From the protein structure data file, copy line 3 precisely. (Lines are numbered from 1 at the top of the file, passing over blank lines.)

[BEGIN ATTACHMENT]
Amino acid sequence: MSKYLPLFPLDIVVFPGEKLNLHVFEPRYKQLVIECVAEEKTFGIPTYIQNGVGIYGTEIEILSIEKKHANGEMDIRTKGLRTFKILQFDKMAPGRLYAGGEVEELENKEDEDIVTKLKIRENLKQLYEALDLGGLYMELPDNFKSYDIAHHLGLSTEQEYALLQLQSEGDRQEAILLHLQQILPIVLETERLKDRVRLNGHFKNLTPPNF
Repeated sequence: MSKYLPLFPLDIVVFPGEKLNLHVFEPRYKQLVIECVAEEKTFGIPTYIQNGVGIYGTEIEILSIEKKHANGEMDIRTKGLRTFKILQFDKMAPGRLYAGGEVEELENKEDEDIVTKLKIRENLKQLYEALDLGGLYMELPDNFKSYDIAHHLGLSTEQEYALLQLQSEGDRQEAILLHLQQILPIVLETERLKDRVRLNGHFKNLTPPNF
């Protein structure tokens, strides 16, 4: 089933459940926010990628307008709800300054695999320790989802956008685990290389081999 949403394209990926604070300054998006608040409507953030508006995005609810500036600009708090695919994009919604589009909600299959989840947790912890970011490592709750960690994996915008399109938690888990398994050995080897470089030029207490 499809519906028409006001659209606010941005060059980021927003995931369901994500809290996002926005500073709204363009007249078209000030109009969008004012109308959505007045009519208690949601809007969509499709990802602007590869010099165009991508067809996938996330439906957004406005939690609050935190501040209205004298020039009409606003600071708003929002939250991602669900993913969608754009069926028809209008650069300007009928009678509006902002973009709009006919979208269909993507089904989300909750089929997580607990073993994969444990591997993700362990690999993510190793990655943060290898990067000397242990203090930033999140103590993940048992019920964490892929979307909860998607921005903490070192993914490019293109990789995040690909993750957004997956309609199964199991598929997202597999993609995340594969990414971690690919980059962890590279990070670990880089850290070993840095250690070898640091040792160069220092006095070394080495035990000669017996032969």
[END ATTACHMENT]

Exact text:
């Protein structure tokens, strides 16, 4: 089933459940926010990628307008709800300054695999320790989802956008685990290389081999 949403394209990926604070300054998006608040409507953030508006995005609810500036600009708090695919994009919604589009909600299959989840947790912890970011490592709750960690994996915008399109938690888990398994050995080897470089030029207490 499809519906028409006001659209606010941005060059980021927003995931369901994500809290996002926005500073709204363009007249078209000030109009969008004012109308959505007045009519208690949601809007969509499709990802602007590869010099165009991508067809996938996330439906957004406005939690609050935190501040209205004298020039009409606003600071708003929002939250991602669900993913969608754009069926028809209008650069300007009928009678509006902002973009709009006919979208269909993507089904989300909750089929997580607990073993994969444990591997993700362990690999993510190793990655943060290898990067000397242990203090930033999140103590993940048992019920964490892929979307909860998607921005903490070192993914490019293109990789995040690909993750957004997956309609199964199991598929997202597999993609995340594969990414971690690919980059962890590279990070670990880089850290070993840095250690070898640091040792160069220092006095070394080495035990000669017996032969």